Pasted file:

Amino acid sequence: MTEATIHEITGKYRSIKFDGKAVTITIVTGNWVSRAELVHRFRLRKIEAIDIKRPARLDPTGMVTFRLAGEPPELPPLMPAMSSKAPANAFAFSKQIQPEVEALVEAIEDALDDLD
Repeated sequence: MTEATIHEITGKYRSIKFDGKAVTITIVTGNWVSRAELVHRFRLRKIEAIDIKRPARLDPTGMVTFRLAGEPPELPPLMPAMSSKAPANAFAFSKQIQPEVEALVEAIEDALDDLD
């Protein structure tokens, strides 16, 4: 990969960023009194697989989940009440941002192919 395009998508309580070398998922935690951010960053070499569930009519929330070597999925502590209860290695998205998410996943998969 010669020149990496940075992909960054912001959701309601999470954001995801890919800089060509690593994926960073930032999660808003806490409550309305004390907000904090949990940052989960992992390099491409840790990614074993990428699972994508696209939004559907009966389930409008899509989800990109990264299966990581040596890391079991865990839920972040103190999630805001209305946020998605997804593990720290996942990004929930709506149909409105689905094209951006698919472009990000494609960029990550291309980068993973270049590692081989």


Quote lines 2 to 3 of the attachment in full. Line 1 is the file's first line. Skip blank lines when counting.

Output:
Repeated sequence: MTEATIHEITGKYRSIKFDGKAVTITIVTGNWVSRAELVHRFRLRKIEAIDIKRPARLDPTGMVTFRLAGEPPELPPLMPAMSSKAPANAFAFSKQIQPEVEALVEAIEDALDDLD
């Protein structure tokens, strides 16, 4: 990969960023009194697989989940009440941002192919 395009998508309580070398998922935690951010960053070499569930009519929330070597999925502590209860290695998205998410996943998969 010669020149990496940075992909960054912001959701309601999470954001995801890919800089060509690593994926960073930032999660808003806490409550309305004390907000904090949990940052989960992992390099491409840790990614074993990428699972994508696209939004559907009966389930409008899509989800990109990264299966990581040596890391079991865990839920972040103190999630805001209305946020998605997804593990720290996942990004929930709506149909409105689905094209951006698919472009990000494609960029990550291309980068993973270049590692081989």